The best way to learn the Hawaiian culture

Everyone has his or her concept of the best way to learn the Hawaiian culture. Some believe that picking up the Hawaiian language, which is considered one of the most beautiful languages in the world, is the perfect way. Others believe that studying its history is the best thing to do. After all, Hawaii has a long history which goes back to its founding by the Polynesian wayfinders.

 

It is a quandary. There is so much to see, know, do and learn. How do you choose?

There is no one perfect way.

 

If you have a love of languages, the best way to learn the Hawaiian culture is to learn to speak Hawaiian. The Hawaiians strongly believe that words have great spiritual power and the intent is important when speaking. Further, the meaning of a word varies according to the context in which it was spoken. Aloha and Mahalo are easily the most famous words in the Hawaiian language but do you know how to say “what’s up” in Hawaiian?

 

Love to travel? Go island hopping as the best way to learn the Hawaiian culture. The Hawaiian islands are lined up in a chain with the oldest of the inhabited islands at the northern tip. Each has its own distinctive characteristics. The oldest of the family, Kauai, is overwhelmingly green, has weathered landscapes, the wettest spot on earth and no buildings taller than the coconut trees and little nightlife.

 

Oahu has the urban vibe, the glittering night life, art scene, restaurants and shopping and the high rises of Waikiki. It also has its notion of country. The pace of life slows noticeably on its North shore. But every winter, the North shore population increases when the best surfers in the world arrive to chase monster waves.

 

Molokai is the most rural of the Hawaiian islands with the fewest number of tourists. It is also the most Hawaiian of the islands as native Hawaiians account for the majority of its population. See untouched rainforests, watch the workings of ancient fishponds which have been restocked with fish and catch a glimpse of Hawaii as it was 50 years ago.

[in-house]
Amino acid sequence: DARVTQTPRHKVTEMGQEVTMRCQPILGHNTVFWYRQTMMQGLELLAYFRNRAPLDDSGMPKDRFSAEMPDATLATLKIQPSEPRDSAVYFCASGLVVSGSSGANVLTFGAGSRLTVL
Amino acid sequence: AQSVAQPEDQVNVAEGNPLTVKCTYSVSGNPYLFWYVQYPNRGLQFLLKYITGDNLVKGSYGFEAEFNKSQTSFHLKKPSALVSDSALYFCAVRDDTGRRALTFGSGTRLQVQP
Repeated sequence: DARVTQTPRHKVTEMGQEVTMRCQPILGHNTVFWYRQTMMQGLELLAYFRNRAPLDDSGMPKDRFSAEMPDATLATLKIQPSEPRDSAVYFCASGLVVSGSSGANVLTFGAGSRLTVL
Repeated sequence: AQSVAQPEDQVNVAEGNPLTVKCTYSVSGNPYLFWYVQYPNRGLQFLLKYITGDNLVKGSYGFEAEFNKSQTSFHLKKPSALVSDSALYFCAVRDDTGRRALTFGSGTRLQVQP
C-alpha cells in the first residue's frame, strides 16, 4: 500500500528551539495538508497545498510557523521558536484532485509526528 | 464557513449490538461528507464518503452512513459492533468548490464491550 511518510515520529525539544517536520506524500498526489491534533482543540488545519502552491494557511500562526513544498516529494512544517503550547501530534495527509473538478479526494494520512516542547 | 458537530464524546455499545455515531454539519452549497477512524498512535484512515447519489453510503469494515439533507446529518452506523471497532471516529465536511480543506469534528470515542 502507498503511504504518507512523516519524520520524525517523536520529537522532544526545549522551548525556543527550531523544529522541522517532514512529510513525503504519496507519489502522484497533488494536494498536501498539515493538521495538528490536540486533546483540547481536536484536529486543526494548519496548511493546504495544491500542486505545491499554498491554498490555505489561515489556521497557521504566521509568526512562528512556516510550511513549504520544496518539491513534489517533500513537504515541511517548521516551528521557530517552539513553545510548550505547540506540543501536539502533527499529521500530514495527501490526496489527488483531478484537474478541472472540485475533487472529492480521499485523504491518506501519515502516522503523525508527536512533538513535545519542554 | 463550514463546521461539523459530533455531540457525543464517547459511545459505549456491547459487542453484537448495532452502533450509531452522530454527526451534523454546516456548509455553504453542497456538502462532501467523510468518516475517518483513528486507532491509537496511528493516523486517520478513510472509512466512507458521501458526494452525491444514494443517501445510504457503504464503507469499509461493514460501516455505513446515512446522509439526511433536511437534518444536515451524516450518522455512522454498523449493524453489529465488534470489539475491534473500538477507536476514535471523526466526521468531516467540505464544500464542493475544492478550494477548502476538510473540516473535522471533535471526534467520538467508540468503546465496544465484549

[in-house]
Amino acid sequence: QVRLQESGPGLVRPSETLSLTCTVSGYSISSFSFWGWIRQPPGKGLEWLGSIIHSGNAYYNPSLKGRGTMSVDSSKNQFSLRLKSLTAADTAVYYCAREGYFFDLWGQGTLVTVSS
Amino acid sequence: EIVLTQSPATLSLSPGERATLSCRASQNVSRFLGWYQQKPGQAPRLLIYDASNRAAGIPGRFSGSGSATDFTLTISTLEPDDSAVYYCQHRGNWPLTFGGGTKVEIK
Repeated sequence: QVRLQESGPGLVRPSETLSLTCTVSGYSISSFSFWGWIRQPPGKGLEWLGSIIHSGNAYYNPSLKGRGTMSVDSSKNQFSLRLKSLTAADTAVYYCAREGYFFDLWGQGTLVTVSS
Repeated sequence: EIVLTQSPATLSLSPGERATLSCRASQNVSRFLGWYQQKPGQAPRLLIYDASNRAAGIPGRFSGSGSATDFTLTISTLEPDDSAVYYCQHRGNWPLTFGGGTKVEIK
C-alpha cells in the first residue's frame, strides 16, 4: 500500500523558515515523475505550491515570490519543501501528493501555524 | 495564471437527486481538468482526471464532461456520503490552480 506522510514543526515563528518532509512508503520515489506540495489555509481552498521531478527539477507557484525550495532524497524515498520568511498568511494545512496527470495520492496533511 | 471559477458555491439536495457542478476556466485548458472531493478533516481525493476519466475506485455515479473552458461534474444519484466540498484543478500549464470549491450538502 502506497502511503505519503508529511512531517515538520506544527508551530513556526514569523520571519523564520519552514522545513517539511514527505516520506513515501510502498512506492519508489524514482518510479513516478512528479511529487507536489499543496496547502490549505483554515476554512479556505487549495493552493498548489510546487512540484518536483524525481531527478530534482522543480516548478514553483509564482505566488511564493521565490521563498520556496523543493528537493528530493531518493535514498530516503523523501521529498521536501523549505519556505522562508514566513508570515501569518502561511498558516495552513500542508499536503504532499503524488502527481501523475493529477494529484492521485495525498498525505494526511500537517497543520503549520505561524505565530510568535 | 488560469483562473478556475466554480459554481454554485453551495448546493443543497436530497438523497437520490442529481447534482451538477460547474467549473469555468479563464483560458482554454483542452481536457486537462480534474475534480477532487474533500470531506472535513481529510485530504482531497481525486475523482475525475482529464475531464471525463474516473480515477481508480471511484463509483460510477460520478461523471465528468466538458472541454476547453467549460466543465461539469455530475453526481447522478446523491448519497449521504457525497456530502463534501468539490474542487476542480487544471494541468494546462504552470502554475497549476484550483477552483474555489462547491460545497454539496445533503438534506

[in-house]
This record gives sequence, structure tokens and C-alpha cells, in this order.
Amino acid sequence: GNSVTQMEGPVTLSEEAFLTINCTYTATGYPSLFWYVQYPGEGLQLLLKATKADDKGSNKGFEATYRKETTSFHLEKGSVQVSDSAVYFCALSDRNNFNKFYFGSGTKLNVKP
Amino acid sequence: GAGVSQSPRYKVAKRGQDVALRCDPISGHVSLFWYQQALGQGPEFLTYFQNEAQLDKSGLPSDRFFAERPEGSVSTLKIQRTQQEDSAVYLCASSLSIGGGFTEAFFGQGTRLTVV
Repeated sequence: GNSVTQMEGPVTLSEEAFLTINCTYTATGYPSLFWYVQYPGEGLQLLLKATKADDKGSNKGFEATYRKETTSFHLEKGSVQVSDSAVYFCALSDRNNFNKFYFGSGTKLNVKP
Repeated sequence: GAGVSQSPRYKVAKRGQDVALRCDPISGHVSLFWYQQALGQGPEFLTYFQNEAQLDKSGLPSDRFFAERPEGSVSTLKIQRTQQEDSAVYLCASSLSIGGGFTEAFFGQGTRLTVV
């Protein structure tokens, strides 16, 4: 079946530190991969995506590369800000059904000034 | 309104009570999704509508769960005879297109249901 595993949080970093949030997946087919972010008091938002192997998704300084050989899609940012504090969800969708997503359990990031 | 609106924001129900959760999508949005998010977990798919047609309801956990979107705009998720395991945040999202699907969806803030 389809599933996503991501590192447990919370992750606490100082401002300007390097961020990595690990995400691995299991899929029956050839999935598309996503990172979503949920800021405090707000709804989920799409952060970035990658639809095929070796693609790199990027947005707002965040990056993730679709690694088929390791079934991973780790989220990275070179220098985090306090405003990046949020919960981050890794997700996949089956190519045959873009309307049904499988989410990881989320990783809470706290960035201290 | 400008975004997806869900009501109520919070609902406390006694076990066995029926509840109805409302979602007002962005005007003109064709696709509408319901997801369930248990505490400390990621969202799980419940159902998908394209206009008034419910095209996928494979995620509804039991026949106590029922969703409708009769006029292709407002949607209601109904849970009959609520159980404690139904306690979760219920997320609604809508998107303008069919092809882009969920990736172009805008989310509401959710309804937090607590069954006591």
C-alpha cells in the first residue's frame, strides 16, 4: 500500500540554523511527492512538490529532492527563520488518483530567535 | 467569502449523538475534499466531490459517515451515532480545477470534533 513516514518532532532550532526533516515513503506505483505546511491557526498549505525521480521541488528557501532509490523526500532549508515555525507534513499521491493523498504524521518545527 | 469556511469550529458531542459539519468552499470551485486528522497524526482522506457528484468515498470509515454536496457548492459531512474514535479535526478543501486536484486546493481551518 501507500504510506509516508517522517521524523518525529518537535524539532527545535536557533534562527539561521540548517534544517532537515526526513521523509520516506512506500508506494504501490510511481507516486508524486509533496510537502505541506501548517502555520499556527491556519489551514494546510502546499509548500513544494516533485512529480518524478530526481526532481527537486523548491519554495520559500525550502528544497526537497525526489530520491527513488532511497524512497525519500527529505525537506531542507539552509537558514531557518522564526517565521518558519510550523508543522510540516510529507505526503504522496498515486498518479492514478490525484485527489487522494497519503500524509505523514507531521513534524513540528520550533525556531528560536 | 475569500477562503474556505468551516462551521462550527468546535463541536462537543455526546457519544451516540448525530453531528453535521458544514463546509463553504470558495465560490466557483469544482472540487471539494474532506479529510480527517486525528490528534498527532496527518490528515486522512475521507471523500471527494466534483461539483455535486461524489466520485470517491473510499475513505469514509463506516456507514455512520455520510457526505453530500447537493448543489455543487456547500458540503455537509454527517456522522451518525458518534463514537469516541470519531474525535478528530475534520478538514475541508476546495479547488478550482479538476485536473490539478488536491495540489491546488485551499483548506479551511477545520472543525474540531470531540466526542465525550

Lanai has no stoplights and no traffic jam. Its pineapple fields have been replaced by ritzy hotels and well-manicured golf courses, which are the main drivers of its economy. Daytrippers from neighboring Maui and tourists come for snorkeling and diving and to visit the otherworldly Garden of the Gods, a windswept landscape of boulders and spires which are colored, red, ocher and purple.

 

Maui is like the rich kid in the bunch. Lavish resorts, gorgeous beaches, it is smaller than Oahu but has no fewer things for tourists to do. It pleases those who like the outdoors – there are opportunities galore for windsurfing, kiteboarding, sailing, snorkeling, whale watching, hiking and zip-lining. History buffs will love Lahaina’s whaling history where whalers and missionaries often clashed. In the uplands, paniolos still have annual cowboy rodeos.

 

Just under 1 million years old, the Big Island is the youngest of the lot and is still growing. Here, creation unfolds as Kilauea, which has been erupting continuously since 1983, pours lava into the ocean. It is an island of great contrasts as it has lushly green rainforests on one side of the island and dry, arid deserts on the other. 

 

If scaling mountains or jumping off cliffs is not quite your thing, then the best way to learn the Hawaiian culture is to learn how to cook Hawaiian style. Start by figuring out how to pound taro, a skill which was previously reserved for the men.

 

Taro is the staple food for the Hawaiians and is the subject of many legends. According to Hawaiian creation chants, it grew where the stillborn son of Father Sky and Mother Earth was buried. Their second son, who lived, was the first Man.

 

Learn to dance the hula, a dance originally rooted in religious ritual. The hula is danced by both men and women, especially in its traditional hula kahiko form. Hula is story telling through dance, gesture and movement and is a disciplined art form. Each movement and pose tell a story of creation, of great battles, heroes, heroines and chiefs, of love and of life.

 

King David Kalakaua said, "Hula is the language of the heart, and therefore the heartbeat of the Hawaiian people." Understanding hula for some may be the best way to learn the Hawaiian culture.

 

Visit a heiau, get healing from a kahuna, learn to weave lei, throw a hukilau or fish net or trek a volcano. Hawaii presents so many choices on the best way to learn the Hawaiian culture. Whichever you settle for, you are in for an adventure!